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Supply Chain News: For Amazon Union, It’s not Over Until It’s Over

 

 

NLRB Official Recommends New Election on Unionization be Ordered

 
Aug. 4, 2021
SCDigest Editorial Staff

In an enormously followed action, several thousand workers at an Amazon fulfillment center in Bessemer, Alabama decisively voted not to join the Retail, Wholesale and Department Store Union, as announced by the National Labor Relations Board in early April.

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Amazon disputes that account, and says that it asked the Postal Service to install the collection box as a convenience to employees and that only the Postal Service had access to ballots.


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Labor rights groups had thought there was a real chance the workers would vote to organized, making the Bessemer the first Amazon facility in the US to form a union, perhaps inspiring a raft of other FCs to start union drives.

Instead, workers said No to the union by a wide margin, with 71% against versus 29% for the union. Interviews with workers afterward indicated they liked their wages and benefits at Amazon, and could work with the company on issues related to workplace conditions without needing a union in between.

The union appealed to the NLRB, alleging a number of unfair tactics by Amazon, and called for the NLRB to order a new election. The union alleged Amazon's conduct throughout the process prevented "a free and un-coerced exercise of choice by the employees."

Now after hearing testimony in May on the issues, a National Labor Relations Board official has in fact recommended nullifying the results of the vote. The findings, communicated in a press release by the Retail, Wholesale and Department Store Union, will be reviewed by a regional NLRB director in charge of the case, who could make a final decision to order a new election in a matter of just a few weeks.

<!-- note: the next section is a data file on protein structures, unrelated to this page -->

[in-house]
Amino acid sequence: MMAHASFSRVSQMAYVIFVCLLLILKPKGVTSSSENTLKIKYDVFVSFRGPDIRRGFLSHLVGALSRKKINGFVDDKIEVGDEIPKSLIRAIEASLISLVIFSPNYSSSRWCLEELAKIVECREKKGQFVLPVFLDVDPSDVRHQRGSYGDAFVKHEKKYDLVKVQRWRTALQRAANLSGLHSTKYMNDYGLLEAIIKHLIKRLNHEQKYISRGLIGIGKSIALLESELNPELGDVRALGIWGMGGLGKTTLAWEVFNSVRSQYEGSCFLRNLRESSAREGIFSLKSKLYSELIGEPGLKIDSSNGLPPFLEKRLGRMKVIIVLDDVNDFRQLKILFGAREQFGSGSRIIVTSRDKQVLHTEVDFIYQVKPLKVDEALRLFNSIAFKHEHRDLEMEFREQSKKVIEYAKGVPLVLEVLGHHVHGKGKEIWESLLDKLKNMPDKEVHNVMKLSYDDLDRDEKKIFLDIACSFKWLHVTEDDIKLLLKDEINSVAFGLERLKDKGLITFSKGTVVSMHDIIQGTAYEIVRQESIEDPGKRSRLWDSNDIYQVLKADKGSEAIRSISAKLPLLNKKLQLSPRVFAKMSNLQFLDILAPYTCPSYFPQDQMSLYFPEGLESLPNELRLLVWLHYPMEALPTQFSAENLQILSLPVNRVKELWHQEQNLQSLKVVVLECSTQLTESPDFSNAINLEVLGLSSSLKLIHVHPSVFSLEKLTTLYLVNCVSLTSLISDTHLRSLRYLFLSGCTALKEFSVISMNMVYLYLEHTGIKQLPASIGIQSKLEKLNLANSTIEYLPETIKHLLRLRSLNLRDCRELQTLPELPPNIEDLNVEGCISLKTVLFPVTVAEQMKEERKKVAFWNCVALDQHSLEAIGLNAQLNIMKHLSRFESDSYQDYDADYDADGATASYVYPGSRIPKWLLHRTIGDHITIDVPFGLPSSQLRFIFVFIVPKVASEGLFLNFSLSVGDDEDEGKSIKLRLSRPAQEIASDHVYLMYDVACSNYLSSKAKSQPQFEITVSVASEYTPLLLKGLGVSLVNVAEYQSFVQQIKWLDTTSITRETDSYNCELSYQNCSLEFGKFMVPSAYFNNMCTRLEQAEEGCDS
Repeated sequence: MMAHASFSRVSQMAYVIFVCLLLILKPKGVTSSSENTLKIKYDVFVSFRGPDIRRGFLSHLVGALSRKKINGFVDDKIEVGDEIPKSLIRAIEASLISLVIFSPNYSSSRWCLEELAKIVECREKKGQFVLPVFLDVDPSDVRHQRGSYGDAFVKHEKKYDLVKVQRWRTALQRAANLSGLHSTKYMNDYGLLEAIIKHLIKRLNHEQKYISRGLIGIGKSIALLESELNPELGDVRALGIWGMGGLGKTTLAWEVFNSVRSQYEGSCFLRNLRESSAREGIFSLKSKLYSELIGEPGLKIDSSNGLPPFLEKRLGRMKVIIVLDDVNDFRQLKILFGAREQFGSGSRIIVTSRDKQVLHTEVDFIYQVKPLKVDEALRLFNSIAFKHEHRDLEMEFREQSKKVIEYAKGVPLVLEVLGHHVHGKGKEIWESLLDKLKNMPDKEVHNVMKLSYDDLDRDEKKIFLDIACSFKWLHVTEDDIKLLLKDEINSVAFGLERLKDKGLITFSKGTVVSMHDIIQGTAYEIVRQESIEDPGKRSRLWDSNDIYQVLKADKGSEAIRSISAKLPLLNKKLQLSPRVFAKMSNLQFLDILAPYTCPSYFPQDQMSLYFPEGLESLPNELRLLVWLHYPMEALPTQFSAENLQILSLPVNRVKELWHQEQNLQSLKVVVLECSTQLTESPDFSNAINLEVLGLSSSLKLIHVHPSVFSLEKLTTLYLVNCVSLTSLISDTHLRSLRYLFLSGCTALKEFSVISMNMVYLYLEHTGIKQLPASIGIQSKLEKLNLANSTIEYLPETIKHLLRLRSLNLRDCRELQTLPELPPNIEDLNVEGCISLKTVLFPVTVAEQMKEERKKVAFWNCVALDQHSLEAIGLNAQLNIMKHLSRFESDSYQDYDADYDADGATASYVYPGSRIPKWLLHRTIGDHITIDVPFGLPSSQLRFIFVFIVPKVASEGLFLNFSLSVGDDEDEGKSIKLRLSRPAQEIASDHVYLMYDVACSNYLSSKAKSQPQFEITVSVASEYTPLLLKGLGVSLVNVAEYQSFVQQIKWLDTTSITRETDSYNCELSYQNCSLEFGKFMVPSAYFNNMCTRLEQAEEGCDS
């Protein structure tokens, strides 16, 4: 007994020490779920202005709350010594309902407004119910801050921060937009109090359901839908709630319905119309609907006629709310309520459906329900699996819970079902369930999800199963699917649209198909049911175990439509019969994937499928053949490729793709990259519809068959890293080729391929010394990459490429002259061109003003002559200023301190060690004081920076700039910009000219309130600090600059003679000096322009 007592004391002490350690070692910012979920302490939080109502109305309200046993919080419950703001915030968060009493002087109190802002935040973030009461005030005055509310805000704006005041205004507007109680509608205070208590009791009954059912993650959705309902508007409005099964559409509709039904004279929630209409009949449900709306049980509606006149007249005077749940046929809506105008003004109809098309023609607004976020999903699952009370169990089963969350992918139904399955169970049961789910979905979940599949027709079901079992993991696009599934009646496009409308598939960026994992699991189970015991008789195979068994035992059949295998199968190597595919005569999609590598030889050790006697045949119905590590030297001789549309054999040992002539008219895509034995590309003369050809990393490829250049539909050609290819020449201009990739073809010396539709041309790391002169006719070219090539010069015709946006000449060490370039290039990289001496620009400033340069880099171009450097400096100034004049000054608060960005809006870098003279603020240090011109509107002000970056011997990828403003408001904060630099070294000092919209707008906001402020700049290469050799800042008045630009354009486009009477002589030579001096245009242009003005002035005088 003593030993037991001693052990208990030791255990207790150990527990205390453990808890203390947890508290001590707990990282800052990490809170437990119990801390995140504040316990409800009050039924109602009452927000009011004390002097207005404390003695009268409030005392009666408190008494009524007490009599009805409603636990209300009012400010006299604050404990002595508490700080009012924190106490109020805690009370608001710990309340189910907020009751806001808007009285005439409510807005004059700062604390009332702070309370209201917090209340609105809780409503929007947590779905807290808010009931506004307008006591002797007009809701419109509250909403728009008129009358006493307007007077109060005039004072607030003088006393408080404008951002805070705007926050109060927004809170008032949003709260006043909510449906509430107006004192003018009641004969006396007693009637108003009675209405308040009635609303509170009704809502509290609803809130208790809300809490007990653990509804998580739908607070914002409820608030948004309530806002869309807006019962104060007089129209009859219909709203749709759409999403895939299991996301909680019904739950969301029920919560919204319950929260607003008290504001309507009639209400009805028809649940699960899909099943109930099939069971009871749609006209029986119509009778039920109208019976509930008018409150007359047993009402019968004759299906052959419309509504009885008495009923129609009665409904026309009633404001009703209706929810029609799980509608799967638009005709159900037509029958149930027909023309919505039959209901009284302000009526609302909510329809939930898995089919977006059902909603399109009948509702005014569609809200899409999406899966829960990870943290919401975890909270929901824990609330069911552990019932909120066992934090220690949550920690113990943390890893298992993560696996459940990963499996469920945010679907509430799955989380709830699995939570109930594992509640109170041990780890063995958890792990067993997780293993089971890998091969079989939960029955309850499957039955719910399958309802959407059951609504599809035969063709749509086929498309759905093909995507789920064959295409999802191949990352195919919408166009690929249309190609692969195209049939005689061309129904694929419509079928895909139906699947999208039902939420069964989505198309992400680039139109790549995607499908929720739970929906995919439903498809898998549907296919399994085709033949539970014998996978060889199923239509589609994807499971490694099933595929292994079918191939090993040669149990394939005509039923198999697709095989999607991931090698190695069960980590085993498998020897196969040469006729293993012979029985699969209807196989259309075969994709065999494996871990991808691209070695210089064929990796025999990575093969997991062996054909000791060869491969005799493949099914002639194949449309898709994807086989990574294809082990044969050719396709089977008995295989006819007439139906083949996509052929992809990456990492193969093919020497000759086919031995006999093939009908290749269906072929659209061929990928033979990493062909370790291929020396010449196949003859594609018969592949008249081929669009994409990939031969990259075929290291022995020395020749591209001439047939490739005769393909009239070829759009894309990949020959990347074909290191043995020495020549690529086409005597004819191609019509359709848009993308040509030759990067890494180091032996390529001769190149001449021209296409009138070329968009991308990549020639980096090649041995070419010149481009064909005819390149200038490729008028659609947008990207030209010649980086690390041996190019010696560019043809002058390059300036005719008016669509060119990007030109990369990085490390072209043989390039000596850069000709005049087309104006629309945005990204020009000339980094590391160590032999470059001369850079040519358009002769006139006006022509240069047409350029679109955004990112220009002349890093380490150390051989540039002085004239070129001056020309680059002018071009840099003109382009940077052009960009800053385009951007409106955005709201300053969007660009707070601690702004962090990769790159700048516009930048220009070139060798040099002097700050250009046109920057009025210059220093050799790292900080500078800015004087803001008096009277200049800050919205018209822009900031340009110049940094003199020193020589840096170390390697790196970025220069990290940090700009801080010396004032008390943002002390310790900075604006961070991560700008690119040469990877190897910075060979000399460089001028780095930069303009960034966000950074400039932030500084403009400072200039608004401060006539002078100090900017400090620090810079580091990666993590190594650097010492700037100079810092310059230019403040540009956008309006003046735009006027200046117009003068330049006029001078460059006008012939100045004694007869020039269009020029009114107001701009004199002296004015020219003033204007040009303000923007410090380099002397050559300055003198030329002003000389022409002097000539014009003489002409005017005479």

According to news sources, the hearing officer said the evidence showed Amazon "interfered with the laboratory conditions necessary to conduct a fair election."

Based on earlier guidance from the NLRB on the appeal process, Amazon and the union will have a chance to file exceptions. The NLRB's regional director will then issue a decision on the matter.

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Responding to the news, an Amazon spokesperson said in a statement that: "Our employees had a chance to be heard during a noisy time when all types of voices were weighing into the national debate, and at the end of the day, they voted overwhelmingly in favor of a direct connection with their managers and the company. Their voice should be heard above all else, and we plan to appeal to ensure that happens."

During the hearings on the union appeal, some employees described meetings in which Amazon representatives said FC workers could see reduced pay and benefits if a union was adopted.

“They said, ‘everything is on the table,’” Emmit Ashford, a worker at the Bessemer FC, testified.

However, it’s not clear that even if true that Amazon’s approach was not allowed by labor law. It is illegal, however, to warn that a facility might closed if it is unionized.

Another key issue in the process was a mailbox near the facility, which Amazon had asked the local US Postal Service to install. It is important because the election was by mail in ballot over several week, due to COVID-19 concerns, versus the usual in-person voting.

At the May hearing, one worker testified that Amazon security guards had access to the mailbox submission and that on at least one occasion, he witnessed the guards use keys to open the mailbox.

Amazon disputes that account, and says that it asked the Postal Service to install the collection box as a convenience to employees and that only the Postal Service had access to ballots.

Regardless of what decision the NLRB regional director makes, either side can request a review of the regional director’s decision to the full labor board in Washington, DC, a process which might take many months.

What do you think of the recommendation of the NLRB  official on redoing the election? Let us know your thoughts at the Feedback section below.


 
 
   

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